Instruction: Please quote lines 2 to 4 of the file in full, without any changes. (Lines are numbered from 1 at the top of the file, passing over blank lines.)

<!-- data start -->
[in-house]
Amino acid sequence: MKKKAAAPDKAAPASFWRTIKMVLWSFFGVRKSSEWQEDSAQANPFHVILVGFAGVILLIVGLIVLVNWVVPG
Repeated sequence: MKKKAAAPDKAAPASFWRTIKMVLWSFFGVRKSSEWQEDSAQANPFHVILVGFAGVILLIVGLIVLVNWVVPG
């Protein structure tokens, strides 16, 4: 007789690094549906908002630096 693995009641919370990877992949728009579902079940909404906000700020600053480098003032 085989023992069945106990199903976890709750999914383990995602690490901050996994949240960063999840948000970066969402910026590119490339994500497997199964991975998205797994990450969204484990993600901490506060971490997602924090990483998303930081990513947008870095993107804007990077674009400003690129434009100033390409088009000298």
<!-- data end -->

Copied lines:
Amino acid sequence: MKKKAAAPDKAAPASFWRTIKMVLWSFFGVRKSSEWQEDSAQANPFHVILVGFAGVILLIVGLIVLVNWVVPG
Repeated sequence: MKKKAAAPDKAAPASFWRTIKMVLWSFFGVRKSSEWQEDSAQANPFHVILVGFAGVILLIVGLIVLVNWVVPG
């Protein structure tokens, strides 16, 4: 007789690094549906908002630096 693995009641919370990877992949728009579902079940909404906000700020600053480098003032 085989023992069945106990199903976890709750999914383990995602690490901050996994949240960063999840948000970066969402910026590119490339994500497997199964991975998205797994990450969204484990993600901490506060971490997602924090990483998303930081990513947008870095993107804007990077674009400003690129434009100033390409088009000298």